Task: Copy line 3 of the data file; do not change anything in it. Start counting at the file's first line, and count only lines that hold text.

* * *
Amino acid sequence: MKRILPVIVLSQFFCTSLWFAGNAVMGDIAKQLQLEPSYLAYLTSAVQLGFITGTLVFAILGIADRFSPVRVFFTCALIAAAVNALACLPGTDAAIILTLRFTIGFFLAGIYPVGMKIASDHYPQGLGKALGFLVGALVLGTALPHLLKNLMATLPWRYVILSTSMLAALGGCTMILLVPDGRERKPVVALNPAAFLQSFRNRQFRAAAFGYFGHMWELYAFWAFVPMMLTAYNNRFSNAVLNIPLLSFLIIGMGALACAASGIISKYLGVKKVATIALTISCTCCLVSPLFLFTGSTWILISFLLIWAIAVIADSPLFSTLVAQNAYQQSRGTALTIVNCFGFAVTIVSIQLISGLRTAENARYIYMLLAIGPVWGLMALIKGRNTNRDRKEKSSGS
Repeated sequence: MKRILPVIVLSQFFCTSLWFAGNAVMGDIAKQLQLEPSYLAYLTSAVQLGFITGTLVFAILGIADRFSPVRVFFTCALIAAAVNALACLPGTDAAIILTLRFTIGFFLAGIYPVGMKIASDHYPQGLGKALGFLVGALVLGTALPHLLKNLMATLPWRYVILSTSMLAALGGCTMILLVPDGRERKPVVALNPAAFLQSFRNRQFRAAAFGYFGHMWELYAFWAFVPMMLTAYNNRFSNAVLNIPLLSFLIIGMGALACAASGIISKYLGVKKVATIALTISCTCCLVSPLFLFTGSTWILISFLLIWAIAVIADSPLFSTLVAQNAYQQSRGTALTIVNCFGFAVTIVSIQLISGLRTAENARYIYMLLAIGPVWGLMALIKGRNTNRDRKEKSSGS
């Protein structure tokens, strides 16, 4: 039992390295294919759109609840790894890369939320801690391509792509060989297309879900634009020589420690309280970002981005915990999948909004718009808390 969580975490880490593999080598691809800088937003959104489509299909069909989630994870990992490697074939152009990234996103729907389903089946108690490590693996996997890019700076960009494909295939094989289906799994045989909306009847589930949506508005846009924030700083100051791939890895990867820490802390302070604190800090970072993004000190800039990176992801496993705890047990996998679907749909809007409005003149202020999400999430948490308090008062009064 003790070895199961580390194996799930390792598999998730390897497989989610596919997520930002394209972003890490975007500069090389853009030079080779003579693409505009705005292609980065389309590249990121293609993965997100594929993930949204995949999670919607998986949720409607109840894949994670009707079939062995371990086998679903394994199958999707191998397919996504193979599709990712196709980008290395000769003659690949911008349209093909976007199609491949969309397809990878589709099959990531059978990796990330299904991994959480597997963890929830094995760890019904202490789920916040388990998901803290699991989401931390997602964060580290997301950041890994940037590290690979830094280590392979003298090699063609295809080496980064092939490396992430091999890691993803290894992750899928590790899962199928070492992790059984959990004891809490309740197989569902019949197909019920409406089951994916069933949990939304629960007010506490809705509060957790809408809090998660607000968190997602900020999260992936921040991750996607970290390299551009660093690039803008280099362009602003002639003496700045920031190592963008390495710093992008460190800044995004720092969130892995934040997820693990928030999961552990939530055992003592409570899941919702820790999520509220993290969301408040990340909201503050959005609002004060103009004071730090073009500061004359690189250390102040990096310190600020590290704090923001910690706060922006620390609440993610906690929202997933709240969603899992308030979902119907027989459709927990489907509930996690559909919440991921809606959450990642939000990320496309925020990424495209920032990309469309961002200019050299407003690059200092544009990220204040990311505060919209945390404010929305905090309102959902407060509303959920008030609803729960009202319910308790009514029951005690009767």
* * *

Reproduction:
């Protein structure tokens, strides 16, 4: 039992390295294919759109609840790894890369939320801690391509792509060989297309879900634009020589420690309280970002981005915990999948909004718009808390 969580975490880490593999080598691809800088937003959104489509299909069909989630994870990992490697074939152009990234996103729907389903089946108690490590693996996997890019700076960009494909295939094989289906799994045989909306009847589930949506508005846009924030700083100051791939890895990867820490802390302070604190800090970072993004000190800039990176992801496993705890047990996998679907749909809007409005003149202020999400999430948490308090008062009064 003790070895199961580390194996799930390792598999998730390897497989989610596919997520930002394209972003890490975007500069090389853009030079080779003579693409505009705005292609980065389309590249990121293609993965997100594929993930949204995949999670919607998986949720409607109840894949994670009707079939062995371990086998679903394994199958999707191998397919996504193979599709990712196709980008290395000769003659690949911008349209093909976007199609491949969309397809990878589709099959990531059978990796990330299904991994959480597997963890929830094995760890019904202490789920916040388990998901803290699991989401931390997602964060580290997301950041890994940037590290690979830094280590392979003298090699063609295809080496980064092939490396992430091999890691993803290894992750899928590790899962199928070492992790059984959990004891809490309740197989569902019949197909019920409406089951994916069933949990939304629960007010506490809705509060957790809408809090998660607000968190997602900020999260992936921040991750996607970290390299551009660093690039803008280099362009602003002639003496700045920031190592963008390495710093992008460190800044995004720092969130892995934040997820693990928030999961552990939530055992003592409570899941919702820790999520509220993290969301408040990340909201503050959005609002004060103009004071730090073009500061004359690189250390102040990096310190600020590290704090923001910690706060922006620390609440993610906690929202997933709240969603899992308030979902119907027989459709927990489907509930996690559909919440991921809606959450990642939000990320496309925020990424495209920032990309469309961002200019050299407003690059200092544009990220204040990311505060919209945390404010929305905090309102959902407060509303959920008030609803729960009202319910308790009514029951005690009767």